Council Alvin Payton, Jr. (District 4) wanted to know the definition of a watershed. Various people answered, including Hanson, who said people in Hahira and Adel and Tifton wanted many of the same answers. The simple answer is a watershed is where all the water runs to the same place. Because of that, local ecologies and communities are bound together by the water.
The particular watershed the Valdosta City Council is most interested in is that of the Withlacoochee River, which starts all the way up in Turner County and includes water from Colquitt County and Brooks County in addition to Cook, Berrien, and Tift Counties. This is the west half of the territory of the WWALS Watershed Coalition; the complete territory is the same as on the Corps’ Conclusion map (shown on the left here).
The other WWALS half is the watershed of the Alapaha River and its tributaries the Willacoochee and Alapahoochee Rivers. Valdosta isn’t as interested in those, since they don’t back up and flood Valdosta or its other wastewater treatment plant on Mud Creek.
The Corps is apparently more interested in the even larger watershed of the Suwannee River, which includes not only the Alapaha River but also the Suwannee upstream from the Okefenokee Swamp (which does not directly affect Valdosta) and downstream, including the Santa Fe and Ichetucknee Rivers in Florida.
Council James Wright (District 1) mentioned the difference between a physical model (“a model that you put on the table and it shows how the water flows”) and the type of modelling the Corps was doing.
So the Corps looked at seven alternatives for plan formulation:
- Full acquisition
- Elevation and acquisition
- Flood proofing
- Channelization of the Withlacoochee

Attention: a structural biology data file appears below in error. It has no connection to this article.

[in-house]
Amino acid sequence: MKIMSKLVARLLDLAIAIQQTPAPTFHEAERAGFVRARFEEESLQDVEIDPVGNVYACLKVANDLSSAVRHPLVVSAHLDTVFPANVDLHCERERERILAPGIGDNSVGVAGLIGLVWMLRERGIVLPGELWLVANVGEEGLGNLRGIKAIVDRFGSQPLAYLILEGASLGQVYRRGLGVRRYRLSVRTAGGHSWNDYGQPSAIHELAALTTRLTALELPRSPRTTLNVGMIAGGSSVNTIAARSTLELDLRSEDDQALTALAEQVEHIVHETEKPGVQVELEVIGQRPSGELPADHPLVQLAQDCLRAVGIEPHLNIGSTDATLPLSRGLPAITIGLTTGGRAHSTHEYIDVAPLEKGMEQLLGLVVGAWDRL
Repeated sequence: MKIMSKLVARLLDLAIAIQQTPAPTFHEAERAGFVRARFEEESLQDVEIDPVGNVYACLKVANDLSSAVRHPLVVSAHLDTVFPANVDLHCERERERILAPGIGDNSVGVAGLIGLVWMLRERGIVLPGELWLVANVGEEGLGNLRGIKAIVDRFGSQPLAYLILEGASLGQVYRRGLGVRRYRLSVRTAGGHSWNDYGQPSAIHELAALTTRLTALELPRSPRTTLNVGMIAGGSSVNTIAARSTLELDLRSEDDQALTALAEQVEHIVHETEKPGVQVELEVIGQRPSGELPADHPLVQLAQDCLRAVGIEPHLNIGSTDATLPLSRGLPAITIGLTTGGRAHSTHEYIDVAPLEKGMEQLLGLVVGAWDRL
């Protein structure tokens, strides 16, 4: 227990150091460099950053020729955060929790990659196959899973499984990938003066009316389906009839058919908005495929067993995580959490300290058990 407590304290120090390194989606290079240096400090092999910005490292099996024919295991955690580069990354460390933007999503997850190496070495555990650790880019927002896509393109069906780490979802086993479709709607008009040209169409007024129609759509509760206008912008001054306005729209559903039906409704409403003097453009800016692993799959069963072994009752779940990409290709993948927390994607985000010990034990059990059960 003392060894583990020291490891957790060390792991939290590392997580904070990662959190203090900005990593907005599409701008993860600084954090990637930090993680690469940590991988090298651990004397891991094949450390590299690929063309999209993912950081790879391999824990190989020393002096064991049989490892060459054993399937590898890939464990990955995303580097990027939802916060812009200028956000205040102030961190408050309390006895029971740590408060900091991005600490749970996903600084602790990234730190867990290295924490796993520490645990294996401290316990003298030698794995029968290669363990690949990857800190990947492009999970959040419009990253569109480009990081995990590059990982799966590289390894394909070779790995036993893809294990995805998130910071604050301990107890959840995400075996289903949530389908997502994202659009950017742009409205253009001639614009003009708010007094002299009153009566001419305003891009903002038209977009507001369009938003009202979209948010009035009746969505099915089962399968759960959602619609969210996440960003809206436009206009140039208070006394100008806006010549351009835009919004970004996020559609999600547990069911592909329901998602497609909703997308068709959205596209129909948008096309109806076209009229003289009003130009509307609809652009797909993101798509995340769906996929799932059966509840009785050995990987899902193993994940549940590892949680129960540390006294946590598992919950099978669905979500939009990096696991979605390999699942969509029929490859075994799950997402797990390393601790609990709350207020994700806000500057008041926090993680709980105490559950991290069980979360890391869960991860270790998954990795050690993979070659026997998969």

- Alteration of the confluence of the Withlacoochee River and Little River
- Flood control levee and stucture in Sugar Creek at the confluence with the Withlacoochee River
There was some confusion about where the water from Sugar Creek would go when the flood gate on the culvert under the levee was closed.
Answer: when the Withlacoochee floods, water can’t get out from Sugar Creek anyway; what the levee would do would be to stop Withlacoochee water from flooding Sugar Creek.
Mayor John Gayle noted that usually rainfall goes out from Sugar Creek before the Withlacoochee starts rising from rainfall upstream. Council Yost said nonetheless if rain falls on Valdosta while the Withlacoochee is flooding, it can’t get out. The Corps said that would be the case anyway, and the levee would stop the Withlacoochee flood water from making Sugar Creek even worse. The Council did not seem satisfied.
The Corps emphasized freeboard between the maximum expected Withlacoochee floodwater height and the top of the levee to prevent overtopping. Which is a good idea. Unless of course they miscalculated and Sugar Creek turns into the Ninth Ward of New Orleans during Hurricane Katrina.
So the benefits of the levee would be to reduce the depth and duration of flooding. This would result in:
more time for homeowners and businesses to access property:
and potentially less damage due to less standing water
A couple of model maps of comparison showed there would still be flooding.
The flooding just would have less effect.
Estimated levee and culvert cost: $3,581,686, not including operation and maintenance.
Benefit to Cost Ratio Estimated to be 1.4.
Council Carroll wanted a timeline for doing the larger study. Answer: about a year to gather the information (data, conversations, etc.), and to find the non-federal partners such as the states of Florida and Georgia. The Congressional members for Florida and Georgia could push for a watershed study to authorize the Corps to do it. Later across the street at the Annex I think David Apple said the actual study could take about four years.